Change is inevitable in projects. In response to this Agile development methods arose to deal with this change more effectively, particularly from a software engineering perspective and unlike PRINCE2, cover in detail the more day to day activities such as sprint planning, daily meeting structure etc. Agile does not have comprehensive cover for project management, however the Agile DSDM development method was developed with PRINCE in mind, as detailed in the paper using DSDM with PRINCE2 [PDF]. Thus the combination of Agile and PRINCE2 is not as contradictory as it might at first seem. One is a development method for managing change, the other is a project management method for exercising control, so the two compliment one another and should result in a management method for control in a changing environment. One can see from this white paper on integrating DSDM into a PRINCE2 environment [PDF] that at the actual delivery level the focus is much more on the agile processes rather than PRINCE2.
Alistair Cockburn (no relation) and others have produced a set of agile management methods however this has grown out of the agile community and consists of a set of principles rather than the sort of detailed how-to that would make it easy to sell to the PRINCE2 diehards.
The most complete agile project management method I have come across is DSDM Atern which is described as follows:
What is DSDM Atern?
Atern is an agile project delivery framework that delivers the right solution at the right time.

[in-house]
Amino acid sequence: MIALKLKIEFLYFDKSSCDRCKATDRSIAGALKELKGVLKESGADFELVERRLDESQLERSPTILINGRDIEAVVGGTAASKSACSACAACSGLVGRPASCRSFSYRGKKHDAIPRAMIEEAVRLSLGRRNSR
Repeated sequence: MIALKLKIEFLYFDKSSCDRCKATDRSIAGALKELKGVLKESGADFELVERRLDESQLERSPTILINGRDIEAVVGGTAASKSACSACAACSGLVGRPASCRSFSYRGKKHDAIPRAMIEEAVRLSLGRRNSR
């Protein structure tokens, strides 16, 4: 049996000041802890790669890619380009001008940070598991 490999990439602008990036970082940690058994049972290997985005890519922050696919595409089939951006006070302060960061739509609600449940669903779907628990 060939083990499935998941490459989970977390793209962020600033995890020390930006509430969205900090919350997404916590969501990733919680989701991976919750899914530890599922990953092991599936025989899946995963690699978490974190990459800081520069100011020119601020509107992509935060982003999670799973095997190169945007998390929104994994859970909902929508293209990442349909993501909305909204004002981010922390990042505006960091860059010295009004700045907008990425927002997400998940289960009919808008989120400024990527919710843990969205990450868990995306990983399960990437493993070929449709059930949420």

Importantly, Atern harnesses the knowledge, experience and creativity of end users. It uses an iterative lifecycle to evolve the most appropriate solution to satisfy project objectives.
Using planned, visible timeboxes with clearly-specified outcomes control is exercised throughout by the project manager and the team members themselves.
Roles are clearly defined and work is divided into timeboxes with immoveable deadlines and agreed outcomes.
Atern’s agile approach avoids the cumbersome rigidity of ‘big design up-front’ without the inevitable risks of ‘no design up front’.
Since it is worth spending some early time examining the structure of the overall solution before building any components, Atern advocates that projects should do just ‘enough design up front’.
Atern can be used to complement other project management disciplines such as PRINCE2 ™ and PMI without duplication of effort.
The description of DSDM Atern on amazon.co.uk explains further: